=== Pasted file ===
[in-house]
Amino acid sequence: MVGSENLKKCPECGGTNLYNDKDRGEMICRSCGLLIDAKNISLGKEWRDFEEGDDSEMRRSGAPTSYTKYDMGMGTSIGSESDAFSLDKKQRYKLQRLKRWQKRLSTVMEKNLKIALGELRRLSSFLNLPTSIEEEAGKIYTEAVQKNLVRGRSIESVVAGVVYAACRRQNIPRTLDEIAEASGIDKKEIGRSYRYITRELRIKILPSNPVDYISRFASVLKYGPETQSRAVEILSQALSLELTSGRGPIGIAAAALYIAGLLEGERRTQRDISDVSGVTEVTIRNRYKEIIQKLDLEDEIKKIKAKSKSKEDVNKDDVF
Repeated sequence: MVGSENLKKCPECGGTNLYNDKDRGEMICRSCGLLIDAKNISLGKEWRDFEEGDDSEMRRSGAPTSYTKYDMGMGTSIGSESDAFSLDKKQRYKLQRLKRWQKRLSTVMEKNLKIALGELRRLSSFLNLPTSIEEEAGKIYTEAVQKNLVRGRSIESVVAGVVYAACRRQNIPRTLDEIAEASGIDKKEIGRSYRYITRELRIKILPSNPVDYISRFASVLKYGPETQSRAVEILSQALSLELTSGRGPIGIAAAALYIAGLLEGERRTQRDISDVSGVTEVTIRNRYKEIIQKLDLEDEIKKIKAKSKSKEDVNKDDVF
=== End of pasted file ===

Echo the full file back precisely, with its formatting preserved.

[in-house]
Amino acid sequence: MVGSENLKKCPECGGTNLYNDKDRGEMICRSCGLLIDAKNISLGKEWRDFEEGDDSEMRRSGAPTSYTKYDMGMGTSIGSESDAFSLDKKQRYKLQRLKRWQKRLSTVMEKNLKIALGELRRLSSFLNLPTSIEEEAGKIYTEAVQKNLVRGRSIESVVAGVVYAACRRQNIPRTLDEIAEASGIDKKEIGRSYRYITRELRIKILPSNPVDYISRFASVLKYGPETQSRAVEILSQALSLELTSGRGPIGIAAAALYIAGLLEGERRTQRDISDVSGVTEVTIRNRYKEIIQKLDLEDEIKKIKAKSKSKEDVNKDDVF
Repeated sequence: MVGSENLKKCPECGGTNLYNDKDRGEMICRSCGLLIDAKNISLGKEWRDFEEGDDSEMRRSGAPTSYTKYDMGMGTSIGSESDAFSLDKKQRYKLQRLKRWQKRLSTVMEKNLKIALGELRRLSSFLNLPTSIEEEAGKIYTEAVQKNLVRGRSIESVVAGVVYAACRRQNIPRTLDEIAEASGIDKKEIGRSYRYITRELRIKILPSNPVDYISRFASVLKYGPETQSRAVEILSQALSLELTSGRGPIGIAAAALYIAGLLEGERRTQRDISDVSGVTEVTIRNRYKEIIQKLDLEDEIKKIKAKSKSKEDVNKDDVF